Small Fraction Of U.S. Police Forces Have Mental Health Crisis Teams


How do you tell the difference between someone who needs to be taken to jail and someone who needs to be taken to the hospital? NPR says it’s been a big concern in Connecticut since the 2012 Newtown shootings. Lance Newkirchen, a regular patrol officer in the town of Fairfield, is trained to respond to mental health calls. Fairfield has 107 officers, and 18 are trained like Newkirchen. They’re part of a three-year old Crisis Intervention Team.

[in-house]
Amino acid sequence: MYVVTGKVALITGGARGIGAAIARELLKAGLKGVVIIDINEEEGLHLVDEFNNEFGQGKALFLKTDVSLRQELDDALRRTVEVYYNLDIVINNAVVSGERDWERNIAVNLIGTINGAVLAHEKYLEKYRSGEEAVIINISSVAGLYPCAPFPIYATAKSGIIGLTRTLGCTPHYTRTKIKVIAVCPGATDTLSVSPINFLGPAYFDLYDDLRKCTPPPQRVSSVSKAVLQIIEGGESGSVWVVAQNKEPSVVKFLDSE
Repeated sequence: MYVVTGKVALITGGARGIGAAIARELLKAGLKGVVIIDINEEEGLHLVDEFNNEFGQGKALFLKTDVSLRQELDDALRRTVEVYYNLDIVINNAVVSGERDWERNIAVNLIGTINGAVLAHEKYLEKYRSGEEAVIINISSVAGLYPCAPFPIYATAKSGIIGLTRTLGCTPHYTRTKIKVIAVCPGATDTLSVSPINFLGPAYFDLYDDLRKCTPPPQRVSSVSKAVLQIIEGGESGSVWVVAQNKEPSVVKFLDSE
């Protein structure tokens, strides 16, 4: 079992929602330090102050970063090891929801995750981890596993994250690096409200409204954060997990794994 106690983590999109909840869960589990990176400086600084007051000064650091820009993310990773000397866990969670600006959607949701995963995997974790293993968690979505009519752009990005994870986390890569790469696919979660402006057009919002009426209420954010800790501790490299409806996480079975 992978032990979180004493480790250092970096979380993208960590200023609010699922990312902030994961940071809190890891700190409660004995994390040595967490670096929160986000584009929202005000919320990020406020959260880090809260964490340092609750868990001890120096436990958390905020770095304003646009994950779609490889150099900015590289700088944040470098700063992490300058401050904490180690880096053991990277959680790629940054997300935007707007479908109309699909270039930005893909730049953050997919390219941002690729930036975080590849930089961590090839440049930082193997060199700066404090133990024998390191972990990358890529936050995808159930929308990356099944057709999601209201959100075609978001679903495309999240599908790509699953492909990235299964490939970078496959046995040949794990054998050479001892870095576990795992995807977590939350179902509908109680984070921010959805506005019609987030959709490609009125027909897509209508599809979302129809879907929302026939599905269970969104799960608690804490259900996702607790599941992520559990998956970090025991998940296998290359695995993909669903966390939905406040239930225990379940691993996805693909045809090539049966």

The department’s target is to train 20 percent of its force. The Fairfield team is one of about 2,700 — a small fraction of the 18,000 state and local police forces. In Fairfield, police say they want to make sure families have as much support as possible. They also want to make sure police have as much information as they can, in case they ever have to go back. A few weeks ago, Newkirchen and 50 or so officers from across the state gathered for the first day of a five-day Crisis Intervention Team seminar. Such workshops touch on everything from making suicide assessments to talking to people on the autism spectrum. They also discuss forging partnerships with community mental health providers and understanding de-escalation techniques. “The characteristic of your work that sets you apart from every other professional is that you never know what you’re walking into,” says Madelon Baranoski of Yale School of Medicine’s Law and Psychiatry division.

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